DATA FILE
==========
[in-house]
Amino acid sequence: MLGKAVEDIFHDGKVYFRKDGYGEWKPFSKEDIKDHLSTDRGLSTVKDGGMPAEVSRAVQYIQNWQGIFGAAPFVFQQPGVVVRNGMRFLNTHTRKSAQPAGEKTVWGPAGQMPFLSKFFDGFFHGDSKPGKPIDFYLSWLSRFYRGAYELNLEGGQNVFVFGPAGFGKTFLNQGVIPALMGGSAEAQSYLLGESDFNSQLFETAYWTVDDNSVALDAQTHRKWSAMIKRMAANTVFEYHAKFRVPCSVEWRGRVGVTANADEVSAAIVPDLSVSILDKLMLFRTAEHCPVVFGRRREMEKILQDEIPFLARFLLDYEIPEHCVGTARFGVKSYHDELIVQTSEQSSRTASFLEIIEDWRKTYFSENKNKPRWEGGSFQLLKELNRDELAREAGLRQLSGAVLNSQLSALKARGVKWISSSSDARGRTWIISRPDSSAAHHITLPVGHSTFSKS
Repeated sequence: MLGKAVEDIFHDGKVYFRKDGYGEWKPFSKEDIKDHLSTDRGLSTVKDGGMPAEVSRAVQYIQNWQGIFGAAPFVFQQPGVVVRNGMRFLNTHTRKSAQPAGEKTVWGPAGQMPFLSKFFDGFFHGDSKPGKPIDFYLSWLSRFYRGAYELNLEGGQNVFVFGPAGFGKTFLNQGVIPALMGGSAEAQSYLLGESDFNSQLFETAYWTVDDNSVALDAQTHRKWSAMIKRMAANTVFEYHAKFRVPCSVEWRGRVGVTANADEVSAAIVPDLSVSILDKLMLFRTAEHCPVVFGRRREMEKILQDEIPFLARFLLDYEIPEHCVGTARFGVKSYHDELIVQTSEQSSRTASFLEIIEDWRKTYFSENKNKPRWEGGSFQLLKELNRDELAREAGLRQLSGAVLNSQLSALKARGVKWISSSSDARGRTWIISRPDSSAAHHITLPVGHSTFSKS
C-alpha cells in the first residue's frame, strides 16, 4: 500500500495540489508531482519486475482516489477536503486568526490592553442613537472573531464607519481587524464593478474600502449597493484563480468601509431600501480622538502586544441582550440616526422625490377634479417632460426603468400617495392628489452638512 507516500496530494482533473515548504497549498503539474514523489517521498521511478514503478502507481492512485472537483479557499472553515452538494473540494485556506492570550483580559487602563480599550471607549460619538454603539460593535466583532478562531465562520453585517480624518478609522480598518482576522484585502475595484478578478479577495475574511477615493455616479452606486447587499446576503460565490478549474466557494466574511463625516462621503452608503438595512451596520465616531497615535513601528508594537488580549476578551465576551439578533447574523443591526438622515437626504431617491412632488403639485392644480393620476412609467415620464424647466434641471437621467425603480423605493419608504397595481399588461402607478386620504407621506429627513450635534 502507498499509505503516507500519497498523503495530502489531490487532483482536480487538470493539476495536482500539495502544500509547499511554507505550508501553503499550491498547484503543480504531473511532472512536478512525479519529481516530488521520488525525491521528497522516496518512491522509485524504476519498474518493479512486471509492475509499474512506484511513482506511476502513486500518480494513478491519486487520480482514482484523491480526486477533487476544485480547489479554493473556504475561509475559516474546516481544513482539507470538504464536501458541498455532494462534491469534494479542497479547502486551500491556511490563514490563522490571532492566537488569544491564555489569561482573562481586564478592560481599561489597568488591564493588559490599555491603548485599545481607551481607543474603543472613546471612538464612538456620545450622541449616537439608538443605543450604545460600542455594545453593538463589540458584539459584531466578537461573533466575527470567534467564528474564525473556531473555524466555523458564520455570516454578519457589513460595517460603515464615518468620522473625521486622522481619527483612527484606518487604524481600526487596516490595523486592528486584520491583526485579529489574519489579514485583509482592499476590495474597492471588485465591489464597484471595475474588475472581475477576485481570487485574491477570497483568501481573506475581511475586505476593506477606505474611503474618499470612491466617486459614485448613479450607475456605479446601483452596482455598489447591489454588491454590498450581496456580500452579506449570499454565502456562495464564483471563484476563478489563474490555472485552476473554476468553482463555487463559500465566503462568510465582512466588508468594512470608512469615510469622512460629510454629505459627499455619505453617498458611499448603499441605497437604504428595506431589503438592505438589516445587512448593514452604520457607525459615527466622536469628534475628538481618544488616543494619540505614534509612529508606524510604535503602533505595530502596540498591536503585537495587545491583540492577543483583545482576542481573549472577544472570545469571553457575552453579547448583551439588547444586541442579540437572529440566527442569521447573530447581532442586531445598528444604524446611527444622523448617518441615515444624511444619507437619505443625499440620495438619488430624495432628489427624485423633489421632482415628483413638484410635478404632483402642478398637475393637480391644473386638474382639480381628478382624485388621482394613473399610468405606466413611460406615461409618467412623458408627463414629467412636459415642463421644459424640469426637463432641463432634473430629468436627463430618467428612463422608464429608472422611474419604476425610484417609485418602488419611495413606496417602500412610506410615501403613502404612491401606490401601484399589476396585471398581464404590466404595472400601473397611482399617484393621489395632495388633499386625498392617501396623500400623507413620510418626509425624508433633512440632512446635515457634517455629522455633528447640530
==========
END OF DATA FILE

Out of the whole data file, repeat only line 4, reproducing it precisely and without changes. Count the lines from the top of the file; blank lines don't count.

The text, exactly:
C-alpha cells in the first residue's frame, strides 16, 4: 500500500495540489508531482519486475482516489477536503486568526490592553442613537472573531464607519481587524464593478474600502449597493484563480468601509431600501480622538502586544441582550440616526422625490377634479417632460426603468400617495392628489452638512 507516500496530494482533473515548504497549498503539474514523489517521498521511478514503478502507481492512485472537483479557499472553515452538494473540494485556506492570550483580559487602563480599550471607549460619538454603539460593535466583532478562531465562520453585517480624518478609522480598518482576522484585502475595484478578478479577495475574511477615493455616479452606486447587499446576503460565490478549474466557494466574511463625516462621503452608503438595512451596520465616531497615535513601528508594537488580549476578551465576551439578533447574523443591526438622515437626504431617491412632488403639485392644480393620476412609467415620464424647466434641471437621467425603480423605493419608504397595481399588461402607478386620504407621506429627513450635534 502507498499509505503516507500519497498523503495530502489531490487532483482536480487538470493539476495536482500539495502544500509547499511554507505550508501553503499550491498547484503543480504531473511532472512536478512525479519529481516530488521520488525525491521528497522516496518512491522509485524504476519498474518493479512486471509492475509499474512506484511513482506511476502513486500518480494513478491519486487520480482514482484523491480526486477533487476544485480547489479554493473556504475561509475559516474546516481544513482539507470538504464536501458541498455532494462534491469534494479542497479547502486551500491556511490563514490563522490571532492566537488569544491564555489569561482573562481586564478592560481599561489597568488591564493588559490599555491603548485599545481607551481607543474603543472613546471612538464612538456620545450622541449616537439608538443605543450604545460600542455594545453593538463589540458584539459584531466578537461573533466575527470567534467564528474564525473556531473555524466555523458564520455570516454578519457589513460595517460603515464615518468620522473625521486622522481619527483612527484606518487604524481600526487596516490595523486592528486584520491583526485579529489574519489579514485583509482592499476590495474597492471588485465591489464597484471595475474588475472581475477576485481570487485574491477570497483568501481573506475581511475586505476593506477606505474611503474618499470612491466617486459614485448613479450607475456605479446601483452596482455598489447591489454588491454590498450581496456580500452579506449570499454565502456562495464564483471563484476563478489563474490555472485552476473554476468553482463555487463559500465566503462568510465582512466588508468594512470608512469615510469622512460629510454629505459627499455619505453617498458611499448603499441605497437604504428595506431589503438592505438589516445587512448593514452604520457607525459615527466622536469628534475628538481618544488616543494619540505614534509612529508606524510604535503602533505595530502596540498591536503585537495587545491583540492577543483583545482576542481573549472577544472570545469571553457575552453579547448583551439588547444586541442579540437572529440566527442569521447573530447581532442586531445598528444604524446611527444622523448617518441615515444624511444619507437619505443625499440620495438619488430624495432628489427624485423633489421632482415628483413638484410635478404632483402642478398637475393637480391644473386638474382639480381628478382624485388621482394613473399610468405606466413611460406615461409618467412623458408627463414629467412636459415642463421644459424640469426637463432641463432634473430629468436627463430618467428612463422608464429608472422611474419604476425610484417609485418602488419611495413606496417602500412610506410615501403613502404612491401606490401601484399589476396585471398581464404590466404595472400601473397611482399617484393621489395632495388633499386625498392617501396623500400623507413620510418626509425624508433633512440632512446635515457634517455629522455633528447640530